By Peter Lucier
We were stacked in the chute, getting ready to leave the wire, hastily clad in mismatched warming layers, rifles and odd ends of equipment quickly grabbed, Kevlar helmet straps not yet fastened, the cummerbunds of our flak jackets not yet secured. Nervous energy permeated and infected the group. Would we hear a name? Neglecting to double check my own gear, I nervously lit a crumpled, half wet L&M cigarette, pulling the dry, acrid, and tarred smoke into my wheezing lungs.
Over the radio – “COC, this is 1 Saber. Hero. I say again, Hero.” My eyes caught my squad leader moving towards me a split second before he yelled, “are you fucking kidding Lucier? Put that shit out” then, to the squad, “let’s go” – to the point man, “don’t rush. There is no rush now.”
In a last-minute fumbling of feet scuttling towards the gate, and hands quickly slapping Velcro together, clipping straps, and clicking buckles, we shuffled towards the spot on Route Crimson, where twenty minutes ago, a blast had erupted while we slept, shaking us from our racks – a rude awakening to a cool April morning in Afghanistan. We moved deliberately and cautiously towards the site where “A” section was circled up, their early morning patrol halted. The call over the radio had confirmed our fears. The casualty was already dead. My sergeant was right. There was no rush now.
The language that Marines use about death is revealing. The radio code for a dead casualty when I was in Afghanistan was “hero.” It suggested to me something about the nature of service, and sacrifice. Growing up Catholic, the idea of a blood sacrifice, a human sacrifice that could save and redeem, was familiar to me. Above every chalkboard in my grade school was the image of our Christ, crucified. Now, my dead friend was the lamb burnt whole, the crucified bloody savior. He walked an 800 meter Via Dolorosa that morning, not knowing that the path would end in his death. He walked, as he always had, boldly in front of the patrol, a point man, clearing a path for those who followed behind with his own footprints. His inauspicious cross was a flag planted in the ground, with Taliban scrawl, connected to a pressure release IED. We adore you, oh Christ and we praise you, because by your holy cross you have redeemed the world.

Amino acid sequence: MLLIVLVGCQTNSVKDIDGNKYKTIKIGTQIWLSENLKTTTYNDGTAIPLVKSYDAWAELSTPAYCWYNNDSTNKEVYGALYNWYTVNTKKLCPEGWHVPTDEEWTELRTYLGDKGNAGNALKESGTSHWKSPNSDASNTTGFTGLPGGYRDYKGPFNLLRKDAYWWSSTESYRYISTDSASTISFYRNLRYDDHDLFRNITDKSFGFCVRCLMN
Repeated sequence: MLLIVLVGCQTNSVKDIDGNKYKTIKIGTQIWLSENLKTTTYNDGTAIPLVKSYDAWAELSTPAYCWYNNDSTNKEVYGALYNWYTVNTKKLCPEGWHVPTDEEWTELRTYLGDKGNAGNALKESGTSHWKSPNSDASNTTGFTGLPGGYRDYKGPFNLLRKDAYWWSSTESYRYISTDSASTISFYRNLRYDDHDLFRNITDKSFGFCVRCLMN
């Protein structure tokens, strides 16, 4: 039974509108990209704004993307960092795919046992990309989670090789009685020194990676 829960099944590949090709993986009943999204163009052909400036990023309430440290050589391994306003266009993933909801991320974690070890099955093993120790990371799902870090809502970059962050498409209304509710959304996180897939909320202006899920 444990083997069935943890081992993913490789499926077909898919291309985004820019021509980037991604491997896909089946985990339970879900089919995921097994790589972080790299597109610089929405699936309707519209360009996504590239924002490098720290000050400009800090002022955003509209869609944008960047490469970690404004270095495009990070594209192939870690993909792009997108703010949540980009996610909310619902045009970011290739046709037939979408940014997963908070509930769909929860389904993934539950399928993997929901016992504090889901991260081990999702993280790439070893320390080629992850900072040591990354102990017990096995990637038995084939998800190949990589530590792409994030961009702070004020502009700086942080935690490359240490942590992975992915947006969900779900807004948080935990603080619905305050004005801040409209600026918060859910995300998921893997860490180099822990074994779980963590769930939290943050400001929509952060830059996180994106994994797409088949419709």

I returned from Afghanistan five years ago. I had gotten married to my high school sweetheart two weeks before I deployed. I came home to a wife I hadn’t seen in almost a year, a new apartment, a dog adopted while I was overseas, and a world from which I felt separated and detached. That first weekend back in San Diego, Memorial Day weekend as chance would have it, a friend who had been overseas with me called me. “Hey brother, do you want to get out of here? Take the wives and go to Vegas or something?” I quickly agreed. Being back felt like drowning above ground, like suffocating. Everything was unfamiliar and anxiety inducing. What should have felt like safety felt more menacing than a war zone. The safety of a rifle slung around your shoulders, your squad mates in front of and behind you, and the comfort of a well-worn FROG suit (the cammies worn overseas) were gone, replaced by strange clothes, strange sights, strange people. I was home, but home didn’t feel the same, and neither did I.